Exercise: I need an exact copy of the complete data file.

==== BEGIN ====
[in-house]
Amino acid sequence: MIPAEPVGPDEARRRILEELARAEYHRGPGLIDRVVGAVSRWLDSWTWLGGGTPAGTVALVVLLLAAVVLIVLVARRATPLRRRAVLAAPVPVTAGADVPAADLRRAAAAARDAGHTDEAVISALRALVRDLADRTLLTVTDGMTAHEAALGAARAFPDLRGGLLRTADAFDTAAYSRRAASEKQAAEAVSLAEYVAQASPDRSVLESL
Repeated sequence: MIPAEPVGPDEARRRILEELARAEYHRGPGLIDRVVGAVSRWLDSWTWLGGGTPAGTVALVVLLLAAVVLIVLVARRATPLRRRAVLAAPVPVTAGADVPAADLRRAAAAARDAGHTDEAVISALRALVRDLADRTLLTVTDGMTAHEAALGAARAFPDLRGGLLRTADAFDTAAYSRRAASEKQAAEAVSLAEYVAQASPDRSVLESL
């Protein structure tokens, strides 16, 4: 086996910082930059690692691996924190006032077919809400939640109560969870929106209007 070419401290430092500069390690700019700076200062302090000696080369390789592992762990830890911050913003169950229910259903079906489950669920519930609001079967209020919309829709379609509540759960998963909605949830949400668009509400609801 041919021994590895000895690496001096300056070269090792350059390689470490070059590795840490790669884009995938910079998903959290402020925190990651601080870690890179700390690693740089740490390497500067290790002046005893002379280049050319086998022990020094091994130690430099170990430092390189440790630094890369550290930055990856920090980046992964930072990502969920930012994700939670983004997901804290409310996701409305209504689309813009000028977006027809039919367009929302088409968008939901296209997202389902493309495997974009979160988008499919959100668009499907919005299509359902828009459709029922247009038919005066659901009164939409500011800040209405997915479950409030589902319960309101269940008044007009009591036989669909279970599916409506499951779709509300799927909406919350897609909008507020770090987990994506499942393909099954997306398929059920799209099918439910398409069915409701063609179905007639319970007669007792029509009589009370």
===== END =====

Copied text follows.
[in-house]
Amino acid sequence: MIPAEPVGPDEARRRILEELARAEYHRGPGLIDRVVGAVSRWLDSWTWLGGGTPAGTVALVVLLLAAVVLIVLVARRATPLRRRAVLAAPVPVTAGADVPAADLRRAAAAARDAGHTDEAVISALRALVRDLADRTLLTVTDGMTAHEAALGAARAFPDLRGGLLRTADAFDTAAYSRRAASEKQAAEAVSLAEYVAQASPDRSVLESL
Repeated sequence: MIPAEPVGPDEARRRILEELARAEYHRGPGLIDRVVGAVSRWLDSWTWLGGGTPAGTVALVVLLLAAVVLIVLVARRATPLRRRAVLAAPVPVTAGADVPAADLRRAAAAARDAGHTDEAVISALRALVRDLADRTLLTVTDGMTAHEAALGAARAFPDLRGGLLRTADAFDTAAYSRRAASEKQAAEAVSLAEYVAQASPDRSVLESL
């Protein structure tokens, strides 16, 4: 086996910082930059690692691996924190006032077919809400939640109560969870929106209007 070419401290430092500069390690700019700076200062302090000696080369390789592992762990830890911050913003169950229910259903079906489950669920519930609001079967209020919309829709379609509540759960998963909605949830949400668009509400609801 041919021994590895000895690496001096300056070269090792350059390689470490070059590795840490790669884009995938910079998903959290402020925190990651601080870690890179700390690693740089740490390497500067290790002046005893002379280049050319086998022990020094091994130690430099170990430092390189440790630094890369550290930055990856920090980046992964930072990502969920930012994700939670983004997901804290409310996701409305209504689309813009000028977006027809039919367009929302088409968008939901296209997202389902493309495997974009979160988008499919959100668009499907919005299509359902828009459709029922247009038919005066659901009164939409500011800040209405997915479950409030589902319960309101269940008044007009009591036989669909279970599916409506499951779709509300799927909406919350897609909008507020770090987990994506499942393909099954997306398929059920799209099918439910398409069915409701063609179905007639319970007669007792029509009589009370």